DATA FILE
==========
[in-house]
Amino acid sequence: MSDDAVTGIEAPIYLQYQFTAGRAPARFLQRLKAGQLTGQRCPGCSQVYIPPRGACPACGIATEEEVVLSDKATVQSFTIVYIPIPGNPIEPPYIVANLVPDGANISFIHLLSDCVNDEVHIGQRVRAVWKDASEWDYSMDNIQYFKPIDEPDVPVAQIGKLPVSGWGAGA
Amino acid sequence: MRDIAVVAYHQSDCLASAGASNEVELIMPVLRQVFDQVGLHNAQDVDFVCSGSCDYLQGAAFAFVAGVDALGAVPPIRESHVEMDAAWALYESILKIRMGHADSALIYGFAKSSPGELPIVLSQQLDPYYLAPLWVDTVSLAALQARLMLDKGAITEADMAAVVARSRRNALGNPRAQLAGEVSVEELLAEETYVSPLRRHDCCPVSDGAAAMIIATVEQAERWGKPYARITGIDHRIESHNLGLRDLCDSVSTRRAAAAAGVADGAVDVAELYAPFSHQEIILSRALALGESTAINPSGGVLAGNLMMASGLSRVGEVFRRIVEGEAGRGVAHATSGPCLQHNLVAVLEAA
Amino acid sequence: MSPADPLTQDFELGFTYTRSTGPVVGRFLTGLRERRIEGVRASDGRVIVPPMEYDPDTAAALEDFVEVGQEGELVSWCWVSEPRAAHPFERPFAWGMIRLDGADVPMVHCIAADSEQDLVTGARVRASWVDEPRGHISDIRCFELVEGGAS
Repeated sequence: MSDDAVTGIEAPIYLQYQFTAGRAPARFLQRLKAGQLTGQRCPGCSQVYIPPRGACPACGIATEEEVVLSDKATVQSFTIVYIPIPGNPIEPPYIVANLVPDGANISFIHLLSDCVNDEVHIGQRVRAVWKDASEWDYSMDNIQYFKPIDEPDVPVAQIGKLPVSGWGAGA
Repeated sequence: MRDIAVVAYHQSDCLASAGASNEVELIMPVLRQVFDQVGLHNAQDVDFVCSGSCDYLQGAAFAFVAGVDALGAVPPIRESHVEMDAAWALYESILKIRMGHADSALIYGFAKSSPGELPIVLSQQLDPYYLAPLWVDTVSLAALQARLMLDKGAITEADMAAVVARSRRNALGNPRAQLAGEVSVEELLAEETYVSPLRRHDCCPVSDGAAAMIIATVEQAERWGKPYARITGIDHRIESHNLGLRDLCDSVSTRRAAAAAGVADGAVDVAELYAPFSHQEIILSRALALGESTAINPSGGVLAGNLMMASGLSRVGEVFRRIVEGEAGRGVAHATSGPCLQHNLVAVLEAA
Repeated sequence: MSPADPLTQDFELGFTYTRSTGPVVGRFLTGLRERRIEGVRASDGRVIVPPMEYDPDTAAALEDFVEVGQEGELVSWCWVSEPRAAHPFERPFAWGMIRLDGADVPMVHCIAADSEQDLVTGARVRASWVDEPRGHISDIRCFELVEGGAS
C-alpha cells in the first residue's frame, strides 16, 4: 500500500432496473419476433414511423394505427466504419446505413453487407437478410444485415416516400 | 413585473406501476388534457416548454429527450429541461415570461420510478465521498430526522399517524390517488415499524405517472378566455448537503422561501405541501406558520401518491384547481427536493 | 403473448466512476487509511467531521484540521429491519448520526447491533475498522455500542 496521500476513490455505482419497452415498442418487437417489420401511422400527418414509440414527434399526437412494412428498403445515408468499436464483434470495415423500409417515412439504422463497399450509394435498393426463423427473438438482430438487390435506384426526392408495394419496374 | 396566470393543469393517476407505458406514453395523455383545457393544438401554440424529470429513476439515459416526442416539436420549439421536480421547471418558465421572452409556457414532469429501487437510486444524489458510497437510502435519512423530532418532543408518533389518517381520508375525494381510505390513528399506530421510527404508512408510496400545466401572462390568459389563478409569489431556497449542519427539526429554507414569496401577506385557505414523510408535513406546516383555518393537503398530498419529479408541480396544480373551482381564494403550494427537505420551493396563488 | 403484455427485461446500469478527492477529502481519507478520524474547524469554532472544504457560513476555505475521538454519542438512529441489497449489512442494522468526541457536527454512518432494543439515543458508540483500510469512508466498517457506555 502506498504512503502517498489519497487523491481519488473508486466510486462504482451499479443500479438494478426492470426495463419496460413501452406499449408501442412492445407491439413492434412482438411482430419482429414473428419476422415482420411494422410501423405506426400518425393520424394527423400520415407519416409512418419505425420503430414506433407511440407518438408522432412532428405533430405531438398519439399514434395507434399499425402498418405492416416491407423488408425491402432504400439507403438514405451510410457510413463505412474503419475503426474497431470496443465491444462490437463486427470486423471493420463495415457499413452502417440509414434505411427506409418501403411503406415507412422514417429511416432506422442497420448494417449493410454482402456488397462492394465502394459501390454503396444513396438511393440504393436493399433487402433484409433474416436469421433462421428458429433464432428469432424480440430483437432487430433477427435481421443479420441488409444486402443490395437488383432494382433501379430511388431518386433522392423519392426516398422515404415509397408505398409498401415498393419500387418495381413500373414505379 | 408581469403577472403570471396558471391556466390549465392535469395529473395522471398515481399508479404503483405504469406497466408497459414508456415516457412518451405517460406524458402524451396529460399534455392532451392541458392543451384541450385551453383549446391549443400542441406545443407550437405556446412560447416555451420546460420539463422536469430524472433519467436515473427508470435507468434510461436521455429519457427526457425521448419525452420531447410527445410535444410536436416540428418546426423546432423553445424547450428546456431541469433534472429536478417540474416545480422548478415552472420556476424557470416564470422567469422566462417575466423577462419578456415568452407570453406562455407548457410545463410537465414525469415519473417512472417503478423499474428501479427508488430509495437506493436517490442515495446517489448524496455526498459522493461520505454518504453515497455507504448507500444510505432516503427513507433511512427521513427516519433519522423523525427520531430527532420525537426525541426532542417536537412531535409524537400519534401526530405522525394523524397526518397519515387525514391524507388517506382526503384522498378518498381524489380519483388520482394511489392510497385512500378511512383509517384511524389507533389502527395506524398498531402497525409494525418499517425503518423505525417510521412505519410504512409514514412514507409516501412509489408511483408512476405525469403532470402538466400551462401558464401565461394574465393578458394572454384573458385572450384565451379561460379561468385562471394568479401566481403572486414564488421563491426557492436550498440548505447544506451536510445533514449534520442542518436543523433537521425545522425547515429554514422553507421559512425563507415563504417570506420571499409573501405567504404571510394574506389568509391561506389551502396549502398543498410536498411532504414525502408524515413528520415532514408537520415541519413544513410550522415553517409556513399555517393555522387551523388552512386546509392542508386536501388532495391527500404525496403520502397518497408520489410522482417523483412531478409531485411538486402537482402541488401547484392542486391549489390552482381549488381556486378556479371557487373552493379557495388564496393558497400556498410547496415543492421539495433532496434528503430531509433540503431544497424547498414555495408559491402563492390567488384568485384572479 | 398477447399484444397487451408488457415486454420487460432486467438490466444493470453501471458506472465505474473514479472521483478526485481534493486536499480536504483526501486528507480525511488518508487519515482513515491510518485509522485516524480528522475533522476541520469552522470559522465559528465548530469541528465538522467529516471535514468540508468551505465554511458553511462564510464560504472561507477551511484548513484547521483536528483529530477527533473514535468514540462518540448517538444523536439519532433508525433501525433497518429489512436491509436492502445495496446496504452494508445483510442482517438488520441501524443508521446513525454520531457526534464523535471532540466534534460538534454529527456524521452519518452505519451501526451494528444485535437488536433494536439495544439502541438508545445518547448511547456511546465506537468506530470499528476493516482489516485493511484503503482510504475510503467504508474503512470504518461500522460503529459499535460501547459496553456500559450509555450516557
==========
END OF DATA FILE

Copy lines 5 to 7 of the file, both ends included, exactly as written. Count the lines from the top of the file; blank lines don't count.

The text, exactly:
Repeated sequence: MSDDAVTGIEAPIYLQYQFTAGRAPARFLQRLKAGQLTGQRCPGCSQVYIPPRGACPACGIATEEEVVLSDKATVQSFTIVYIPIPGNPIEPPYIVANLVPDGANISFIHLLSDCVNDEVHIGQRVRAVWKDASEWDYSMDNIQYFKPIDEPDVPVAQIGKLPVSGWGAGA
Repeated sequence: MRDIAVVAYHQSDCLASAGASNEVELIMPVLRQVFDQVGLHNAQDVDFVCSGSCDYLQGAAFAFVAGVDALGAVPPIRESHVEMDAAWALYESILKIRMGHADSALIYGFAKSSPGELPIVLSQQLDPYYLAPLWVDTVSLAALQARLMLDKGAITEADMAAVVARSRRNALGNPRAQLAGEVSVEELLAEETYVSPLRRHDCCPVSDGAAAMIIATVEQAERWGKPYARITGIDHRIESHNLGLRDLCDSVSTRRAAAAAGVADGAVDVAELYAPFSHQEIILSRALALGESTAINPSGGVLAGNLMMASGLSRVGEVFRRIVEGEAGRGVAHATSGPCLQHNLVAVLEAA
Repeated sequence: MSPADPLTQDFELGFTYTRSTGPVVGRFLTGLRERRIEGVRASDGRVIVPPMEYDPDTAAALEDFVEVGQEGELVSWCWVSEPRAAHPFERPFAWGMIRLDGADVPMVHCIAADSEQDLVTGARVRASWVDEPRGHISDIRCFELVEGGAS